As a little boy growing up in Limuru, writer Ngugi wa Thiong’o was, one night, woken up by his mother to meet some ‘visitors’. Young Ngugi was pleasantly surprised to find that one of the visitors was his elder brother Wallace Mwangi, also known as good Wallace.
Years back, Good Wallace had escaped to the forest, under a hail of bullets, to become a Mau Mau freedom fighter. Now Ngugi was about to sit his toughest exam yet, the Kenya African Preliminary Exams (KAPE), and his brother had risked capture, even possible execution, in the hands of colonial soldiers or their local home guard collaborators, to come and wish him success in the exams.
The risk was pronounced by the fact that Kabae, one of Ngugi’s many step-brothers, was now working for the colonial forces as an intelligence officer. A few days after Good Wallace’s visit Kabae also visited to wish Ngugi success, or had he gotten wind of Good Wallace’s visit?
Young as he was Ngugi had to learn to live with the conflicting emotions and contradiction in their large family. After all, this was in 1954, two years after a state of emergency was declared in Central Kenya, thereby marking the darkest period in colonial Kenya.
Ngugi, Kenya’s foremost literary personality, captures these experiences in Dreams in a Time of War: A Childhood Memoir. In this book, Ngugi once again asserts his reputation as a sublime story-teller.
With his creative power, Ngugi transports the reader into the mind of a young boy and lets them see things through the lenses of a child. Here, a child’s innocence and naiveté forms part of the narrative.
Only rarely does the grown-up and intellectually sophisticated Ngugi show his hand, in the narrative, often laced with subtle humour. Just as this is Ngugi-the-child’s show the author, as much as possible, lets Ngugi the child do the narration.
Just as a child’s universe is impressionable and full of imagination, so is this book.
Ngugi’s formative years coincided with the rise of African nationalism, which was informed by the participation of Africans the First and Second World Wars. This is where Africans realised that the white man, just like them, was mortal after all. This, in effect triggered the struggle for equal rights by demobilised African soldiers, who felt cheated after not getting land, like their white counterparts.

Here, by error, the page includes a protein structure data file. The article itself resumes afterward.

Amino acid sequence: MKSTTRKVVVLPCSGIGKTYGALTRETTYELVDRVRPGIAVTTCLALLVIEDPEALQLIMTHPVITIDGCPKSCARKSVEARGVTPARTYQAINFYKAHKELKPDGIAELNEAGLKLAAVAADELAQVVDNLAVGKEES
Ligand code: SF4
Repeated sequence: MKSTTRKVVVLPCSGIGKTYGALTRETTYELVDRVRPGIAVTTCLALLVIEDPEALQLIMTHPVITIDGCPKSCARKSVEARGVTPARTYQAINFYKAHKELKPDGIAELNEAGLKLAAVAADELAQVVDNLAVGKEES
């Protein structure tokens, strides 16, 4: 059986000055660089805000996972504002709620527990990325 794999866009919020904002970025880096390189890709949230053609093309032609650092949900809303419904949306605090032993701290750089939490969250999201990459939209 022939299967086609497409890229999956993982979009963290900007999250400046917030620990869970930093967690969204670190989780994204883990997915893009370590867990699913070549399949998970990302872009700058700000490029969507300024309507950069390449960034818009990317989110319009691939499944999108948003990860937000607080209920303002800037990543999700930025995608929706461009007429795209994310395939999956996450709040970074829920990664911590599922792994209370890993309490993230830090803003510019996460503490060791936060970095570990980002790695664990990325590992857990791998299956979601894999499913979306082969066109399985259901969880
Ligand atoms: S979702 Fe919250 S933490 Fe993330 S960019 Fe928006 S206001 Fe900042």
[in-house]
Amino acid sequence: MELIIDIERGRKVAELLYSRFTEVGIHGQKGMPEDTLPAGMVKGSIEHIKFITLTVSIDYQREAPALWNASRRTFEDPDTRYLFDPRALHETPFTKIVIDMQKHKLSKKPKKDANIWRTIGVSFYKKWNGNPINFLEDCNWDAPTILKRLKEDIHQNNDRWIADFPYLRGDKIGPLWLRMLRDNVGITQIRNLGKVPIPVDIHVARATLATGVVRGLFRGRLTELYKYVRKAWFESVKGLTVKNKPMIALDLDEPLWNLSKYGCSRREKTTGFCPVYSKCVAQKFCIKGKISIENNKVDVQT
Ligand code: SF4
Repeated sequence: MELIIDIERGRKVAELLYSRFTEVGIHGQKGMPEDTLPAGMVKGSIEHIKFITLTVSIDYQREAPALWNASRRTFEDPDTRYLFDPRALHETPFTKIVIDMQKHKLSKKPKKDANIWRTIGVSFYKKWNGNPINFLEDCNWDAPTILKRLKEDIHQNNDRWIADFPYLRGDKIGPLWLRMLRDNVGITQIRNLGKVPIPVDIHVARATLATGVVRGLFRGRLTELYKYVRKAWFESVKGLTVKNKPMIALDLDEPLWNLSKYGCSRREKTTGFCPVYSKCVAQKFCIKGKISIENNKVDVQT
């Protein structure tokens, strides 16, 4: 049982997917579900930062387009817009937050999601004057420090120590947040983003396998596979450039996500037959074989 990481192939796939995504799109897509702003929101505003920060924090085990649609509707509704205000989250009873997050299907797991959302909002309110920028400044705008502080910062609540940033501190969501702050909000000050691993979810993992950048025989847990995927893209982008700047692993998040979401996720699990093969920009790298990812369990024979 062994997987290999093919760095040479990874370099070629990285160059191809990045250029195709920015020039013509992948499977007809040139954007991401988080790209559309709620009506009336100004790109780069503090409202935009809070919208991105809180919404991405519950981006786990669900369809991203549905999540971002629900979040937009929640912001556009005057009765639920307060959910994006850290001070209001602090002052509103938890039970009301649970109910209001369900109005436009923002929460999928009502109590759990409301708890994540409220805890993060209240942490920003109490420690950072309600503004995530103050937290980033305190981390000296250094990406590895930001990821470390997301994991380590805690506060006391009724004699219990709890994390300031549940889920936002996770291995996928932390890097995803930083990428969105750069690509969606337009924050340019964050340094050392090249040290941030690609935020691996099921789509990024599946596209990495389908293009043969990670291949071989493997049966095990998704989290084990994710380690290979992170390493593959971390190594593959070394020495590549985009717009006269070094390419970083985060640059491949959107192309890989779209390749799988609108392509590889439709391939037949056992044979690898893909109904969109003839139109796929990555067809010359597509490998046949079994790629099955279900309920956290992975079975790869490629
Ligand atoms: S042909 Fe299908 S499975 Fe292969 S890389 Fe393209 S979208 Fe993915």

Then, Ngugi, in his childish imaginations, pictured the early nationalists in larger-than-life dimensions. To him, people like Harry Thuku, and later Jomo Kenyatta, and Mbiyu Koinange, were mythical, even magical characters.
He for example imagined the Germans, who at the defeat of the Second World War, surrendered to his step-brother Kabae, who had gone to fight, on the side of Britain in far off Burma, among other exotic sounding places.
As for Kenyatta, the author’s adoration for the mythical figure was to turn sour, when the man, as Kenya’s first president, consigned Ngugi to detention without trial, in 1977.
Much has been made about how Ngugi, in this book, has shed off some of his controversial views and opinions, but when you put into consideration that at that age Ngugi had not yet formed those opinions, then critics making those observations are jumping the gun.
By the time this book comes to an end, Ngugi has just stepped into Alliance High School for his secondary education, so you do not expect a person at that stage to know, let alone appreciate, ideologies like Marxism and other controversial ideas that make Ngugi what he is today.
Maybe critics, who have made careers attacking Ngugi’s every move, should practice some restraint and wait for that point when he tells how he came to embrace those controversial ideas, and why, only then can they take him on.
Apart from growing up under the horrors emergency rule, the author had other things to worry about. He for example had to go out in search of jobs in other people’s farms to supplement the little income his mother earned.
This was in addition to the fact that at a tender age Ngugi and his younger brother, Njinju, had to endure the ignominy of being chased away from home by their father to go and join their mother who had earlier escaped her matrimonial home to escape her husband’s beatings.
Maybe as a way of escaping from those difficulties young Ngugi sought refuge in books, and especially the Old Testament, which had the effect of transporting him to an enchanting world away from the reality of his suffering. Thus a long-life bond between him and the written word was formed.
And all this was as a result of a pact he made with his mother to go to school and do his best. “Was that the best you could do?” was the constant refrain from his mother whenever he brought home a result or the other from school. It also served to inspire him to work even harder.
By deciding to write his memoirs in instalments, Ngugi took the risk of turning off readers who might argue that there is nothing spectacular about a book dealing exclusively with one’s childhood.
His life was not much different from other children growing up at around the same time and under the same circumstances. But then, it takes a special writer to turn otherwise mundane details of growing up into a highly readable and entertaining book.
Most readers have a rough idea about Ngugi’s life story. They also know that the more interesting and controversial aspects of his life lie ahead of Dreams, which means that future instalments of his memoirs will be highly anticipated.
Maybe for future instalments, Ngugi’s Local publishers EAEP should consider releasing their local edition at around the same time as the American and British editions. That way, EAEP would take advantage of the international hype created on the book to move more copies.